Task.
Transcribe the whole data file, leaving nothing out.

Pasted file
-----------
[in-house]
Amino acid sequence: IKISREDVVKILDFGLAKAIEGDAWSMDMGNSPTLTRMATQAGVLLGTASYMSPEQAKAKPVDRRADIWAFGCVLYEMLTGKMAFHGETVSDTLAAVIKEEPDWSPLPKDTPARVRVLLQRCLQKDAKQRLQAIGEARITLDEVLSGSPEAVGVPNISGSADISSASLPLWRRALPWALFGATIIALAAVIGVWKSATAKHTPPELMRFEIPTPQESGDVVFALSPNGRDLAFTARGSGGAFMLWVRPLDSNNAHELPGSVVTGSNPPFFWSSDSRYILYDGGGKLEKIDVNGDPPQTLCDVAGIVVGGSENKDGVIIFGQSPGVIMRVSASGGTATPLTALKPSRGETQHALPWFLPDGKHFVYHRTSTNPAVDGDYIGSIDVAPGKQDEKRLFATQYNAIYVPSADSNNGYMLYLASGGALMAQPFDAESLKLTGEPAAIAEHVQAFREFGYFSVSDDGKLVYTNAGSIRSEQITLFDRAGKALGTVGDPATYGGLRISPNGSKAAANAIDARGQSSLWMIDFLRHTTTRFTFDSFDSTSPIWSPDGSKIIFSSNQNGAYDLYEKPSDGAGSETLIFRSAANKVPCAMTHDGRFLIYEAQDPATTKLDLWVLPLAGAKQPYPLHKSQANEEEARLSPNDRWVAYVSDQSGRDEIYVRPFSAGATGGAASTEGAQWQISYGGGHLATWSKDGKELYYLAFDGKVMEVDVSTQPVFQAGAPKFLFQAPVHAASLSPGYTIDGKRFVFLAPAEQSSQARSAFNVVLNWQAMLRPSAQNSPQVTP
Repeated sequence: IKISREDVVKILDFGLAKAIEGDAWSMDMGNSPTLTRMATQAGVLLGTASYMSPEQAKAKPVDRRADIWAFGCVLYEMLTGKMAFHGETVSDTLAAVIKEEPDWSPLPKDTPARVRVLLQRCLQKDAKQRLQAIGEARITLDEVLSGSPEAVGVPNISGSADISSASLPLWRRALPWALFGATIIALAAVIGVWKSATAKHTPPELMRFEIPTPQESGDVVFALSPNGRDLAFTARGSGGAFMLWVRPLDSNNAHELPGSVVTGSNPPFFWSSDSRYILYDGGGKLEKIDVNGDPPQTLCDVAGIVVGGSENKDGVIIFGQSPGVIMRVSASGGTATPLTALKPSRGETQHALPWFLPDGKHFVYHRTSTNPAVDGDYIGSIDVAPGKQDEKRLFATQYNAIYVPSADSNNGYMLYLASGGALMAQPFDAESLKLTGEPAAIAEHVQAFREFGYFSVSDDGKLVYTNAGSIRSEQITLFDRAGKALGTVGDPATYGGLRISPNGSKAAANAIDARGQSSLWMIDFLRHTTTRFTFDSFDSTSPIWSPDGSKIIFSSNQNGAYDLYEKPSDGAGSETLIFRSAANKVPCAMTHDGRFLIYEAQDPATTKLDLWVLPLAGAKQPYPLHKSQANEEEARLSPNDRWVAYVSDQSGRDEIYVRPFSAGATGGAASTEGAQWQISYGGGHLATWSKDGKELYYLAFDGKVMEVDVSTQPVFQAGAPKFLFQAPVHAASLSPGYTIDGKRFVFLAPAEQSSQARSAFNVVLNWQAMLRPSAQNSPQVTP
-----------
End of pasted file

[in-house]
Amino acid sequence: IKISREDVVKILDFGLAKAIEGDAWSMDMGNSPTLTRMATQAGVLLGTASYMSPEQAKAKPVDRRADIWAFGCVLYEMLTGKMAFHGETVSDTLAAVIKEEPDWSPLPKDTPARVRVLLQRCLQKDAKQRLQAIGEARITLDEVLSGSPEAVGVPNISGSADISSASLPLWRRALPWALFGATIIALAAVIGVWKSATAKHTPPELMRFEIPTPQESGDVVFALSPNGRDLAFTARGSGGAFMLWVRPLDSNNAHELPGSVVTGSNPPFFWSSDSRYILYDGGGKLEKIDVNGDPPQTLCDVAGIVVGGSENKDGVIIFGQSPGVIMRVSASGGTATPLTALKPSRGETQHALPWFLPDGKHFVYHRTSTNPAVDGDYIGSIDVAPGKQDEKRLFATQYNAIYVPSADSNNGYMLYLASGGALMAQPFDAESLKLTGEPAAIAEHVQAFREFGYFSVSDDGKLVYTNAGSIRSEQITLFDRAGKALGTVGDPATYGGLRISPNGSKAAANAIDARGQSSLWMIDFLRHTTTRFTFDSFDSTSPIWSPDGSKIIFSSNQNGAYDLYEKPSDGAGSETLIFRSAANKVPCAMTHDGRFLIYEAQDPATTKLDLWVLPLAGAKQPYPLHKSQANEEEARLSPNDRWVAYVSDQSGRDEIYVRPFSAGATGGAASTEGAQWQISYGGGHLATWSKDGKELYYLAFDGKVMEVDVSTQPVFQAGAPKFLFQAPVHAASLSPGYTIDGKRFVFLAPAEQSSQARSAFNVVLNWQAMLRPSAQNSPQVTP
Repeated sequence: IKISREDVVKILDFGLAKAIEGDAWSMDMGNSPTLTRMATQAGVLLGTASYMSPEQAKAKPVDRRADIWAFGCVLYEMLTGKMAFHGETVSDTLAAVIKEEPDWSPLPKDTPARVRVLLQRCLQKDAKQRLQAIGEARITLDEVLSGSPEAVGVPNISGSADISSASLPLWRRALPWALFGATIIALAAVIGVWKSATAKHTPPELMRFEIPTPQESGDVVFALSPNGRDLAFTARGSGGAFMLWVRPLDSNNAHELPGSVVTGSNPPFFWSSDSRYILYDGGGKLEKIDVNGDPPQTLCDVAGIVVGGSENKDGVIIFGQSPGVIMRVSASGGTATPLTALKPSRGETQHALPWFLPDGKHFVYHRTSTNPAVDGDYIGSIDVAPGKQDEKRLFATQYNAIYVPSADSNNGYMLYLASGGALMAQPFDAESLKLTGEPAAIAEHVQAFREFGYFSVSDDGKLVYTNAGSIRSEQITLFDRAGKALGTVGDPATYGGLRISPNGSKAAANAIDARGQSSLWMIDFLRHTTTRFTFDSFDSTSPIWSPDGSKIIFSSNQNGAYDLYEKPSDGAGSETLIFRSAANKVPCAMTHDGRFLIYEAQDPATTKLDLWVLPLAGAKQPYPLHKSQANEEEARLSPNDRWVAYVSDQSGRDEIYVRPFSAGATGGAASTEGAQWQISYGGGHLATWSKDGKELYYLAFDGKVMEVDVSTQPVFQAGAPKFLFQAPVHAASLSPGYTIDGKRFVFLAPAEQSSQARSAFNVVLNWQAMLRPSAQNSPQVTP